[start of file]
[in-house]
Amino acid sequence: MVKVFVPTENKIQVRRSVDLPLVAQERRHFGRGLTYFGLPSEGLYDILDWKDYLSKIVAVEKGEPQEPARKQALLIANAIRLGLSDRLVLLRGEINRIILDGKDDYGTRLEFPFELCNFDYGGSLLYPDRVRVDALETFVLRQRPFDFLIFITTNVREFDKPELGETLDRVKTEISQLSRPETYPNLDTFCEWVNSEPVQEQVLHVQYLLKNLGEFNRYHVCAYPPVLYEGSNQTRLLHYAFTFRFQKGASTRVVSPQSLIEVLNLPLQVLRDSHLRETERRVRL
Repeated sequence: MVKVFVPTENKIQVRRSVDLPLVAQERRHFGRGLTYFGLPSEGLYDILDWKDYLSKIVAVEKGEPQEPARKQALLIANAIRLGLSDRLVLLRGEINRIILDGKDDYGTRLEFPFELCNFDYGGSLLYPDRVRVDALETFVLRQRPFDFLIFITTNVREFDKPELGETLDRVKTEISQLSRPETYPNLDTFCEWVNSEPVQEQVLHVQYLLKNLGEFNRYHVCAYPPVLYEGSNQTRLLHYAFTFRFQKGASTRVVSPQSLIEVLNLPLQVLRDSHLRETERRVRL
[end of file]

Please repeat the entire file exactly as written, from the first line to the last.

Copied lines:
[in-house]
Amino acid sequence: MVKVFVPTENKIQVRRSVDLPLVAQERRHFGRGLTYFGLPSEGLYDILDWKDYLSKIVAVEKGEPQEPARKQALLIANAIRLGLSDRLVLLRGEINRIILDGKDDYGTRLEFPFELCNFDYGGSLLYPDRVRVDALETFVLRQRPFDFLIFITTNVREFDKPELGETLDRVKTEISQLSRPETYPNLDTFCEWVNSEPVQEQVLHVQYLLKNLGEFNRYHVCAYPPVLYEGSNQTRLLHYAFTFRFQKGASTRVVSPQSLIEVLNLPLQVLRDSHLRETERRVRL
Repeated sequence: MVKVFVPTENKIQVRRSVDLPLVAQERRHFGRGLTYFGLPSEGLYDILDWKDYLSKIVAVEKGEPQEPARKQALLIANAIRLGLSDRLVLLRGEINRIILDGKDDYGTRLEFPFELCNFDYGGSLLYPDRVRVDALETFVLRQRPFDFLIFITTNVREFDKPELGETLDRVKTEISQLSRPETYPNLDTFCEWVNSEPVQEQVLHVQYLLKNLGEFNRYHVCAYPPVLYEGSNQTRLLHYAFTFRFQKGASTRVVSPQSLIEVLNLPLQVLRDSHLRETERRVRL